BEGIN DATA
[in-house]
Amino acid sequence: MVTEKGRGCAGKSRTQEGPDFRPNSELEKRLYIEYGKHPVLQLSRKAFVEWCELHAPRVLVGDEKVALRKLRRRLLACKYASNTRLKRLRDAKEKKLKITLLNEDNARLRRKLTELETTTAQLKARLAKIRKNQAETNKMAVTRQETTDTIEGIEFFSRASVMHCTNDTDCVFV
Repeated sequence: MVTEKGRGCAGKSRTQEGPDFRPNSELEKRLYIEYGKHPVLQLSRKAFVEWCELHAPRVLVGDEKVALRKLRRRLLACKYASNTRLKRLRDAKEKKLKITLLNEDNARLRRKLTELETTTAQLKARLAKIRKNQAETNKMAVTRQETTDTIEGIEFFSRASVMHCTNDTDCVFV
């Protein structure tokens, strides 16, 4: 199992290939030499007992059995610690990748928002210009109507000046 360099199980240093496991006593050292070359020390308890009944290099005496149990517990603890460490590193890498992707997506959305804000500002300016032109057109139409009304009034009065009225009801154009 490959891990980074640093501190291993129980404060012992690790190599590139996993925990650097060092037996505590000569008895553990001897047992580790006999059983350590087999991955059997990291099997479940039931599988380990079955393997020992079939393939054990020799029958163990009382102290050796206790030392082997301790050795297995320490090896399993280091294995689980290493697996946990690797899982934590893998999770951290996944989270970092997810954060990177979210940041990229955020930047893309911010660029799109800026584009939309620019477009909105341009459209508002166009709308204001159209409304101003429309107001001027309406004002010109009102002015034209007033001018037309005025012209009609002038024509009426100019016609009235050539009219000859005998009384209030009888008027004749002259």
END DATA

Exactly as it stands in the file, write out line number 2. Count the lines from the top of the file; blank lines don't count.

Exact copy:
Amino acid sequence: MVTEKGRGCAGKSRTQEGPDFRPNSELEKRLYIEYGKHPVLQLSRKAFVEWCELHAPRVLVGDEKVALRKLRRRLLACKYASNTRLKRLRDAKEKKLKITLLNEDNARLRRKLTELETTTAQLKARLAKIRKNQAETNKMAVTRQETTDTIEGIEFFSRASVMHCTNDTDCVFV